Jacob Barney, assistant professor in the Department of Plant Pathology, Physiology, and Weed Science, is just one of a team of faculty members studying invasive species and protecting Virginia producers from their destruction.

“The top 10 pests that we deal with now are non-native, and we spend lots of money to control them,” said Eric Day, an entomologist with Virginia Cooperative Extension and manager of the Insect Identification Lab in the Department of Entomology.

Meanwhile Assistant Professor Jacob Barney in the Department of Plant Pathology, Physiology, and Weed Science, collaboratively studies another invasive species — Johnsongrass — a weed that chokes out crops on farmland because of its fast-growing and extensive root structure.

Barney will study what makes Johnsongrass a globally successful weed and use the research to establish a model for studying other weeds and how to predict invasiveness.

Another most-wanted intruder, the brown marmorated stink bug, is an annoyance to homeowners, but the real problem is the millions of dollars in damage it causes to crops across the Mid-Atlantic region.

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Avoid spreading boxwood disease when decorating for the holidays

Dr. Hong inspecting a boxwood bush.

Chuanxue Hong, Extension specialist in ornamental horticulture, reminds people to be cautious when decorating with boxwoods this holiday season so they don’t spread the boxwood blight.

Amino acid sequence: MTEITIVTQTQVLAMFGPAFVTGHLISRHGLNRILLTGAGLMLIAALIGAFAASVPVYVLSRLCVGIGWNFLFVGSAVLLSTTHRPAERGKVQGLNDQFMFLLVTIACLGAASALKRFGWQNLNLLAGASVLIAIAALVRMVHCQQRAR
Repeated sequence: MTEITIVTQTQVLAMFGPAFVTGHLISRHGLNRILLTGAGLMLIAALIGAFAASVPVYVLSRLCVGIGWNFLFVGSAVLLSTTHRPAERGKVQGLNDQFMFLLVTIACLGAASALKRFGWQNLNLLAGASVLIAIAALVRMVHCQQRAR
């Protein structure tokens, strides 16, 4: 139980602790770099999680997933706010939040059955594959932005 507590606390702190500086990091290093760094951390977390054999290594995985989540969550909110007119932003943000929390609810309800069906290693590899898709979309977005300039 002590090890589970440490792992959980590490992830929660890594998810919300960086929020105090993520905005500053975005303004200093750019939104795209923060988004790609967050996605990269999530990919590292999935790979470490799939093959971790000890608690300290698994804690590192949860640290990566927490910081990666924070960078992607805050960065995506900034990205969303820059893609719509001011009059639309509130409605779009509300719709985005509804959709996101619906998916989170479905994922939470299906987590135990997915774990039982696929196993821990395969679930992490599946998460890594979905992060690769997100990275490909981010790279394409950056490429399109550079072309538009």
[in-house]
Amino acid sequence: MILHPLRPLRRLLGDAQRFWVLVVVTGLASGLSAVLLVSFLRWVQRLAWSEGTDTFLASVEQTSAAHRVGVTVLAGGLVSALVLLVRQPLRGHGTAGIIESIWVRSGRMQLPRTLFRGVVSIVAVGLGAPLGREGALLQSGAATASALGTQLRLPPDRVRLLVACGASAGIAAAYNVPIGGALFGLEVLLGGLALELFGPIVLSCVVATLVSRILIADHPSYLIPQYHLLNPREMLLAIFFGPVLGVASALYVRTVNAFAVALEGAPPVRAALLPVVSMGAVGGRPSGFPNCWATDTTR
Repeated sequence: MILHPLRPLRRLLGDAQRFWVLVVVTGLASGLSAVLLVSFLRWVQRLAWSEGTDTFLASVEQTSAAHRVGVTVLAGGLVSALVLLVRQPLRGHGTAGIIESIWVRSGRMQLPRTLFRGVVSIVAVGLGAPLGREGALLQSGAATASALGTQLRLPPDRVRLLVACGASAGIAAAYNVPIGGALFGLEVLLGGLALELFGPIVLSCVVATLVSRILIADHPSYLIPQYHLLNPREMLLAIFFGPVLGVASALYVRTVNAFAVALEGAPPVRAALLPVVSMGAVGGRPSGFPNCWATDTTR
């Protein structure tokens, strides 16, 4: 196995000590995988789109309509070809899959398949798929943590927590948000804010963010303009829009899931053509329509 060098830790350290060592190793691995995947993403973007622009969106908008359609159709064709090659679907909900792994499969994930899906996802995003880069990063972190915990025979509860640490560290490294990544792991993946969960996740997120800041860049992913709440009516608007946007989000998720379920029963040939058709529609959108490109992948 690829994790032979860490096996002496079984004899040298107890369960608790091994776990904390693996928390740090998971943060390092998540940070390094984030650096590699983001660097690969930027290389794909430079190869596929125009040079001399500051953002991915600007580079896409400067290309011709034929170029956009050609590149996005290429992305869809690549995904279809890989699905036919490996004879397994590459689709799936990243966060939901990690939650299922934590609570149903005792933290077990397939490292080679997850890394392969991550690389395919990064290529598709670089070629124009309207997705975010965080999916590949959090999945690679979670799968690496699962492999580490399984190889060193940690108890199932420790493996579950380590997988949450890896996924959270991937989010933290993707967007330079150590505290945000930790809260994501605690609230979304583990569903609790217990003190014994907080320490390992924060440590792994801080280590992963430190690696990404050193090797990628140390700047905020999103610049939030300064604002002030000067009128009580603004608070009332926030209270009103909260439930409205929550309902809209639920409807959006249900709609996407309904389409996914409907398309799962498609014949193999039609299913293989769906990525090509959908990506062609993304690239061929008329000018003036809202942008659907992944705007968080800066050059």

Virginia Cooperative Extension is cautioning the public to take measures to avoid spreading the devastating boxwood blight when decorating for the holidays this year.

Clippings in wreaths and garlands have the capacity to spread the disease, which could decimate English and American boxwood populations along the East Coast.

Researchers say that boxwood blight could threaten the plants in the same way that the chestnut blight destroyed trees in the 1930s.

“The boxwood is not just a plant. It’s part of Virginia’s cultural heritage,” said Chuanxue Hong, Extension specialist in ornamental horticulture at the Hampton Roads Agricultural Research and Extension Center.

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Extension helps keep family forests intact in Madison County and around the state

Of the 10 million acres of family-owned forestland in Virginia, more than 4 million acres of it is owned by people 65 years or older. About 80 percent of these landowners envision their woodlands staying intact, in forest, and in the family; but only 3 percent have taken active steps to ensure this will happen. There are many challenges when passing that land forward to the next generation.

Extension Agent Adam Downing (center) with a family from Orange with whom he did legacy planning.

Extension Agent Adam Downing (center) with a family from Orange with whom he did legacy planning.

To make that transition smoother, Virginia Cooperative Extension, in close partnership with the Virginia Department of Forestry, is helping families in Virginia take the next step in preparing to pass their land to members in the family by holding a series of legacy planning workshops.

Those who have gone through the classes in said they were big help in learning the importance of planning ahead to minimize financial costs and emotional challenges that come along with securing the legacy of their land.